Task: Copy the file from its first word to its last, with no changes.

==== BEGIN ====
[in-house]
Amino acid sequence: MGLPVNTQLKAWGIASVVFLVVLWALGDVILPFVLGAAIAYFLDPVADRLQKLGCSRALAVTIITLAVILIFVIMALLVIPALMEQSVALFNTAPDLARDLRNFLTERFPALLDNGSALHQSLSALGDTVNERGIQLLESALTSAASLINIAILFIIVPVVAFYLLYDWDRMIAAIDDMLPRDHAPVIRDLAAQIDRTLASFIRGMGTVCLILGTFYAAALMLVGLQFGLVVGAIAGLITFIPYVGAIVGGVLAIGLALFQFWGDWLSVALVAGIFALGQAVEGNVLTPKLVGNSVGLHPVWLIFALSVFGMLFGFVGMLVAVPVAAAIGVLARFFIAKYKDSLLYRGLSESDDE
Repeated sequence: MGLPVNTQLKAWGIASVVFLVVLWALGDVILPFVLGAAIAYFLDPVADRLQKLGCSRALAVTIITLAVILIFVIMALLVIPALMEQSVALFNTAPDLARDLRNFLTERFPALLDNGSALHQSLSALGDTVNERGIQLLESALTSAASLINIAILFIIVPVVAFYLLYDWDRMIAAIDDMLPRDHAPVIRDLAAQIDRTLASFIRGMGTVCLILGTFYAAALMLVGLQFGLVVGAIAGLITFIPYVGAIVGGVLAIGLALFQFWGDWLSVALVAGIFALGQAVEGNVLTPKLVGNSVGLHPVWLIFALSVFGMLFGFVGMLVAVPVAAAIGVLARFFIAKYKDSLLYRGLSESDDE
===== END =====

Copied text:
[in-house]
Amino acid sequence: MGLPVNTQLKAWGIASVVFLVVLWALGDVILPFVLGAAIAYFLDPVADRLQKLGCSRALAVTIITLAVILIFVIMALLVIPALMEQSVALFNTAPDLARDLRNFLTERFPALLDNGSALHQSLSALGDTVNERGIQLLESALTSAASLINIAILFIIVPVVAFYLLYDWDRMIAAIDDMLPRDHAPVIRDLAAQIDRTLASFIRGMGTVCLILGTFYAAALMLVGLQFGLVVGAIAGLITFIPYVGAIVGGVLAIGLALFQFWGDWLSVALVAGIFALGQAVEGNVLTPKLVGNSVGLHPVWLIFALSVFGMLFGFVGMLVAVPVAAAIGVLARFFIAKYKDSLLYRGLSESDDE
Repeated sequence: MGLPVNTQLKAWGIASVVFLVVLWALGDVILPFVLGAAIAYFLDPVADRLQKLGCSRALAVTIITLAVILIFVIMALLVIPALMEQSVALFNTAPDLARDLRNFLTERFPALLDNGSALHQSLSALGDTVNERGIQLLESALTSAASLINIAILFIIVPVVAFYLLYDWDRMIAAIDDMLPRDHAPVIRDLAAQIDRTLASFIRGMGTVCLILGTFYAAALMLVGLQFGLVVGAIAGLITFIPYVGAIVGGVLAIGLALFQFWGDWLSVALVAGIFALGQAVEGNVLTPKLVGNSVGLHPVWLIFALSVFGMLFGFVGMLVAVPVAAAIGVLARFFIAKYKDSLLYRGLSESDDE